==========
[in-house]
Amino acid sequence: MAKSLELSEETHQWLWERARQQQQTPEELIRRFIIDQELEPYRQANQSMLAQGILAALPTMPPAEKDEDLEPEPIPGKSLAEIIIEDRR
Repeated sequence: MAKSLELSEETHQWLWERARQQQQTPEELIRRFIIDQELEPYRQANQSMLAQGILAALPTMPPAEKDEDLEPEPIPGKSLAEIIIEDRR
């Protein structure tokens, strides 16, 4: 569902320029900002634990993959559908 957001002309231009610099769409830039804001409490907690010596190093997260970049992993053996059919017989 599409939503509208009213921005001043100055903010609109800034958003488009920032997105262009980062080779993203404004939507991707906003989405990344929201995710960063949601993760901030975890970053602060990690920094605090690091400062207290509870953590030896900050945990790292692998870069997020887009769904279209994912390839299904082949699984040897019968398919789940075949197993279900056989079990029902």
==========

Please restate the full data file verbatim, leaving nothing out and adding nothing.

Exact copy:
[in-house]
Amino acid sequence: MAKSLELSEETHQWLWERARQQQQTPEELIRRFIIDQELEPYRQANQSMLAQGILAALPTMPPAEKDEDLEPEPIPGKSLAEIIIEDRR
Repeated sequence: MAKSLELSEETHQWLWERARQQQQTPEELIRRFIIDQELEPYRQANQSMLAQGILAALPTMPPAEKDEDLEPEPIPGKSLAEIIIEDRR
């Protein structure tokens, strides 16, 4: 569902320029900002634990993959559908 957001002309231009610099769409830039804001409490907690010596190093997260970049992993053996059919017989 599409939503509208009213921005001043100055903010609109800034958003488009920032997105262009980062080779993203404004939507991707906003989405990344929201995710960063949601993760901030975890970053602060990690920094605090690091400062207290509870953590030896900050945990790292692998870069997020887009769904279209994912390839299904082949699984040897019968398919789940075949197993279900056989079990029902």